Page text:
Here’s the no frills answer: A CD ladder is a savings strategy where you spread a lump sum of money across multiple CDs with different maturity dates.
What does that really mean? Well, it’s a more tactical way to boost your savings.
The goal of building a CD ladder is to lock in high APYs (Annual Percentage Yields) across multiple CDs, instead of lumping all of your funds into one CD. Those multiple CDs will mature (in other words, the CD term has ended) at different points in time. As each CD matures, your cash will free up to either use or rollover into new CDs.
If this is feeling a little complicated, don't worry. Read on. Just think of it as learning the rules to a new game. We’ll explain how it works, outline some examples and show you how to build a CD ladder that works for you.
Let's start with a quick refresher. A Certificate of Deposit (CD) is a type of savings product that typically has higher interest rates than a traditional savings account, and a fixed maturity date. Most CDs are FDIC-insured, so you can rest easy knowing your money is protected. The catch is that your funds are locked for a set amount of time, meaning you typically can’t withdraw your balance before the CD matures without paying a penalty.
Side note: No-Penalty CDs typically allow you to withdraw your balance beginning seven days after funding, with no penalty. However, for the purposes of this article, we’ll be looking at traditional CDs, where you’re locked into a rate for a fixed amount of time.
When you put all of your money into a single CD, your money is tied up until your CD matures (unless you’re willing to potentially pay an early withdrawal penalty). We hate to use the cliché of having all of your eggs in one basket, but…that’s really what you’re doing.
That's where a CD ladder can come in handy.
By spreading your pot of money across multiple CDs, a CD ladder offers you flexibility. Part of your money becomes accessible each time one of your CDs mature.
It’s also worth noting that while fixed-rate CDs provided a guaranteed rate of return, CD rates available in the market may fluctuate depending on a number of factors. Since you can’t really predict whether CD rates will go up or down, laddering your CD lets you hedge against the unknown of how rates will shift.
Another perk of CD ladders? You’re able to take advantage of rates on longer-term CDs, which are typically higher, without committing all of your money to that CD.
Before we get into the details of how CD ladders work, let’s start with an example. Say you use $25,000 to build a CD ladder that matures in one-year increments:
When the 12-month CD matures, open a new five-year CD. When the 24-month CD matures, open another five-year CD, and so on. In five-years, you’d have only the higher-yielding, five-year CDs in your ladder – and every year, one of them would mature.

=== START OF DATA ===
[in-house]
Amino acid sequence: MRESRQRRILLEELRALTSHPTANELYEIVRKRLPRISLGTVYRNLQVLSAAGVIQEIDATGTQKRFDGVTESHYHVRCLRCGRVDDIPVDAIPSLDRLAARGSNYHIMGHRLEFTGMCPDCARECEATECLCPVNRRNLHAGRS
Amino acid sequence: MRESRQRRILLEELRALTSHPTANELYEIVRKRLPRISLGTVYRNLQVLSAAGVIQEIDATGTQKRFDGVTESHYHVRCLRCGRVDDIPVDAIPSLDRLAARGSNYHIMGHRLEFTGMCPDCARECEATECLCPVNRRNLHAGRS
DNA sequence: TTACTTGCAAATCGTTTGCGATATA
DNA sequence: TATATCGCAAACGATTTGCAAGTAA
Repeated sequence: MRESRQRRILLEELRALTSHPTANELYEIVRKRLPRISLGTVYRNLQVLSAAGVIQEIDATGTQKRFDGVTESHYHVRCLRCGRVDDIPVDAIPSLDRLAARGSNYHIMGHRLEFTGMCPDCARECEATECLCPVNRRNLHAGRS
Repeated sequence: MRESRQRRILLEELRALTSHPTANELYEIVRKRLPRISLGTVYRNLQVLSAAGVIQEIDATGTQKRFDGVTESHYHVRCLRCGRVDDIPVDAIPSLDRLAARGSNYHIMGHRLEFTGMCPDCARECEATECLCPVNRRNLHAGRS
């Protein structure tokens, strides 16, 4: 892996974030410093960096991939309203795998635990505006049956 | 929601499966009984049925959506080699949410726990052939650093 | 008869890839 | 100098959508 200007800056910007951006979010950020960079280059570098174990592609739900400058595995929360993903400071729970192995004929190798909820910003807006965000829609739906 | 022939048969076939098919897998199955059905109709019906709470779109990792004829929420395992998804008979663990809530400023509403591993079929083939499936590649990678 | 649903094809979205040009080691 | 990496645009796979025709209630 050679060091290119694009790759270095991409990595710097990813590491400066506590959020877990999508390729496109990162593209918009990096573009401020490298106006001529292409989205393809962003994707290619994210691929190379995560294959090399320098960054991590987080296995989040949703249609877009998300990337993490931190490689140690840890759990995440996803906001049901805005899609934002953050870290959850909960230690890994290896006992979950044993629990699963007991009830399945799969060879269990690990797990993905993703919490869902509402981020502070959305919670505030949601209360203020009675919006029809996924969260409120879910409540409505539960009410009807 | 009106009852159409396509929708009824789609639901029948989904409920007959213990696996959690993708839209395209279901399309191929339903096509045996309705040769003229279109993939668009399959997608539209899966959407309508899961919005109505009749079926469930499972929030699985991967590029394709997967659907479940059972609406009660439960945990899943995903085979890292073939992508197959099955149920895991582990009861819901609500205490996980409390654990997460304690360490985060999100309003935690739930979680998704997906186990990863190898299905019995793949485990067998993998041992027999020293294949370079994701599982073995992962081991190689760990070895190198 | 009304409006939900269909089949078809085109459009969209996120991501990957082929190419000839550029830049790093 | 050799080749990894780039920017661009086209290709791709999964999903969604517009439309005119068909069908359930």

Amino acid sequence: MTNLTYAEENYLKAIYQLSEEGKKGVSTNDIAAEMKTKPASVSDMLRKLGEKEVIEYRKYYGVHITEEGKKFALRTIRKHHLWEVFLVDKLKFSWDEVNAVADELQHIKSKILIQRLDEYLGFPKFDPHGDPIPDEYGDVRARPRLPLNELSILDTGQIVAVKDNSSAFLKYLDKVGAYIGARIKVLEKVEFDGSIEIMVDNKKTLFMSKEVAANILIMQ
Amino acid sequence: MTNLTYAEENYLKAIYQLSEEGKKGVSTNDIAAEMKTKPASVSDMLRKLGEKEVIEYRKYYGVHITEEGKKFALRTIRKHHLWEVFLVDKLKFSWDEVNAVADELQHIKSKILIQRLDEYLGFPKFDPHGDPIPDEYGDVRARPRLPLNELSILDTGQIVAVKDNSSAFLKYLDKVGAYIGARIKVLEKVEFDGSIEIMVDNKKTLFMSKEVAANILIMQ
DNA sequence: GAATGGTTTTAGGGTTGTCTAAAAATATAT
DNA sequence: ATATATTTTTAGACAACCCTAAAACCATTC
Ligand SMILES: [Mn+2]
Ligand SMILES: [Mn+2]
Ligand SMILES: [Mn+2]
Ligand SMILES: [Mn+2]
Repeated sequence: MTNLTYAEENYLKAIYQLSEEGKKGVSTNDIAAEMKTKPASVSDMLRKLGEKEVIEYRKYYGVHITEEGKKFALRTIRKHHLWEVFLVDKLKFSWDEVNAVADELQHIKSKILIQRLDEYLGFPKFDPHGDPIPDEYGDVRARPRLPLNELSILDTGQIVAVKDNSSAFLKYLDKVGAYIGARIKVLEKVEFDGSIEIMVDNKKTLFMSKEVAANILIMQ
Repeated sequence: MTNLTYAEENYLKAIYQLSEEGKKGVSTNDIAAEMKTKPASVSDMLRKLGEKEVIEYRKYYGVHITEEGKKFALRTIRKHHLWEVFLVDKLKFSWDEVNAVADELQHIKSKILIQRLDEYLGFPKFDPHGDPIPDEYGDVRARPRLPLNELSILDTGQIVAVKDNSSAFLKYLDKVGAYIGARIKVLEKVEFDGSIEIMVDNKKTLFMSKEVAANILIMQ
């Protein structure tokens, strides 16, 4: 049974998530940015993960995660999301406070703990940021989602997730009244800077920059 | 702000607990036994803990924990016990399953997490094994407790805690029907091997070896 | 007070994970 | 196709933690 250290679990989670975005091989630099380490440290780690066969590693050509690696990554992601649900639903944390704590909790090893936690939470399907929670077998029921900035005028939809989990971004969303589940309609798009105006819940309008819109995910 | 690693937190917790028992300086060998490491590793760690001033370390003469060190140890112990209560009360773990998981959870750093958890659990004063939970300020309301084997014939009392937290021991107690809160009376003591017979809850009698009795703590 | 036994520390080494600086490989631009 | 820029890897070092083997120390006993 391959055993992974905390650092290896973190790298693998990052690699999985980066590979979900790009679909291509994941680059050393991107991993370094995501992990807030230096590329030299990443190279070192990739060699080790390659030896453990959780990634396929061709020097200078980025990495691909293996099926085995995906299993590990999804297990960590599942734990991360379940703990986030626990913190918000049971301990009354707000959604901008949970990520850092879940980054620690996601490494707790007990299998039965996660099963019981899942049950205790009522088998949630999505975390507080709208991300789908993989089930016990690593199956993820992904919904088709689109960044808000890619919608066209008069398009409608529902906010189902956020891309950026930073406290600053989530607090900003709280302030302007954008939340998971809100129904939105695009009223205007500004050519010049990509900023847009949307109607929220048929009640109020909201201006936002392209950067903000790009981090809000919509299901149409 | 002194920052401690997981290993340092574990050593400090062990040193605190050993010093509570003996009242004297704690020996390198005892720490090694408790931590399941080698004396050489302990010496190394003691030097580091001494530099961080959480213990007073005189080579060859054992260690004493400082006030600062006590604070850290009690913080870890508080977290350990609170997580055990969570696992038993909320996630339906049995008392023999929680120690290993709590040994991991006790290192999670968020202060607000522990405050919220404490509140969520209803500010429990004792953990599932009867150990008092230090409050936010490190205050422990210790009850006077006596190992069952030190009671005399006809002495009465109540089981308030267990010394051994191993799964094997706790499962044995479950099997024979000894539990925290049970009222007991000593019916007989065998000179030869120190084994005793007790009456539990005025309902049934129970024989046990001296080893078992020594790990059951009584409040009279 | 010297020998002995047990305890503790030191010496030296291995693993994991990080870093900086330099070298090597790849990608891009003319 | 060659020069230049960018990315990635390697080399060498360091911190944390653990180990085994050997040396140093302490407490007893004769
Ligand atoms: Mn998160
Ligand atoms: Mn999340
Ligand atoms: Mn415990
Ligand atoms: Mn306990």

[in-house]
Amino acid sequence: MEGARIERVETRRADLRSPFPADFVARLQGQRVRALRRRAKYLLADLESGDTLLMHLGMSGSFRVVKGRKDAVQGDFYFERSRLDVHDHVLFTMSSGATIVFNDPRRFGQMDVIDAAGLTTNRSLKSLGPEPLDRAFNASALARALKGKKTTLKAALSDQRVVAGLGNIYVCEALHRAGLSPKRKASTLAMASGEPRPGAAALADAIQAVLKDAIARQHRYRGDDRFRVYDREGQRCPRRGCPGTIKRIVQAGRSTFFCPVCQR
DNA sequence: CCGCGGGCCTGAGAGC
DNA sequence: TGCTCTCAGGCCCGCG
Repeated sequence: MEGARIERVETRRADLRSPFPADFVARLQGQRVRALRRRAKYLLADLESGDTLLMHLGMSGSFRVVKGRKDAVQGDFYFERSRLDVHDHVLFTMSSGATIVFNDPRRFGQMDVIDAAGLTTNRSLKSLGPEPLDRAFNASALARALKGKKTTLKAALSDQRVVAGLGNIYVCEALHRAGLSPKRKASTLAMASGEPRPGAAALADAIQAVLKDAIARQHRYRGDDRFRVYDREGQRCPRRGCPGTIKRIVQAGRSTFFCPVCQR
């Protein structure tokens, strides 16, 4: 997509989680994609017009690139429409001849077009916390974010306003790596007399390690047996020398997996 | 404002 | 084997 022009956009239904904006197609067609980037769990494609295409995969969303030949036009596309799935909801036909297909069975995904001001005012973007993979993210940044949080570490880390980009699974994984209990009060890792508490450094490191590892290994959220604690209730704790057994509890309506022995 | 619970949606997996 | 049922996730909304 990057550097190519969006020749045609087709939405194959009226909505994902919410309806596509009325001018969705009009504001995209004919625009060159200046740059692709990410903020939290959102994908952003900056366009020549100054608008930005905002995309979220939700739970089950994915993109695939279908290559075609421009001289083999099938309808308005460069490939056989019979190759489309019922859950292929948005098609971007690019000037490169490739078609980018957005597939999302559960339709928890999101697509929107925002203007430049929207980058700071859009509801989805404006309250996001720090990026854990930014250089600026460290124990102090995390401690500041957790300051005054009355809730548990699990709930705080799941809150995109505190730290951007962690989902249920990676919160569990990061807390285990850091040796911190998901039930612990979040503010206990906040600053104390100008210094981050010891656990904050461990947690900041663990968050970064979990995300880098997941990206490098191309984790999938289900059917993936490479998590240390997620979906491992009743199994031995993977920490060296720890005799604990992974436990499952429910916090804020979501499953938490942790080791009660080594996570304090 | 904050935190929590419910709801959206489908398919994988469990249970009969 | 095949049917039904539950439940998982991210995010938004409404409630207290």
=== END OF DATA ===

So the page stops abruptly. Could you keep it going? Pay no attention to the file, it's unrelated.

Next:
The idea is that the first part of your ladder is built with baby steps (shorter-term CDs) so that you have access to some amount of cash each year. As time passes, your ladder will evolve so that it’s primarily constructed of longer-term CDs (earning you higher APYs), but you still have access to cash each year.
Let’s assume you want to put your money in CDs that earn the highest possible interest rates. Typically, this means selecting CDs with longer terms. You might be uneasy at the thought of locking up all of your cash for an extended period of time. So what do you do?
In this case, you could place smaller amounts of money in short-term, medium-term, and long-term CDs that mature at staggered intervals – like the steps of a ladder. When your short-term CD matures, you can take that money (and the interest you’ve earned on it) and put it in a long-term CD. Alternatively, if you need the cash when the CD matures, you can withdraw the funds.
Eventually your ladder would consist of only long-term, higher-yield CDs. This laddering approach allows you to gradually commit cash to longer-term, typically higher-yield CDs.
There is no “best” strategy – it’s about picking the strategy that’s appropriate for you based on how frequently you’ll want access to the cash. Here are some general tips:
CDs with longer terms may help you earn more over time. One thing to remember about opening CDs that mature in a year or more is that you lock up your money for that period. You could access the funds if you needed to, but in most cases (depending on the terms and conditions applicable to the CD), you may be required to pay an early withdrawal penalty, which would reduce your principal.
If you’d like more frequent access to your money, consider building a ladder with CDs that mature more quickly – for example, you could ladder six-month CDs. A six-month CD ladder can be more time-consuming to manage, but you could also have access to your funds (without an early withdrawal penalty) more frequently.
It’s generally a good idea to have three to six months of living expenses set aside as your emergency fund. You could set up a CD ladder to do this, but again, be aware that access to your money is fairly restricted.
If that makes you uneasy, consider a high-yield savings account or even a No-Penalty CD. You could also set aside some portion of your emergency fund in one of these accounts, and then build a CD ladder with another portion. This way, your money won’t be completely tied up if a leaky roof or car problems require immediate financial attention.
Remember that a CD ladder is a savings strategy, and might not necessarily bring you the same returns as investing. But CDs come with far less risk, and that can give you some peace of mind. Consider taking advantage of that security and the ability to lock in rates, and use CDs as one of several savings tools to help bring balance to your financial life.
*Annual Percentage Yield (APY): stated APYs are for illustrative purposes only and do not necessarily reflect APYs that are currently available.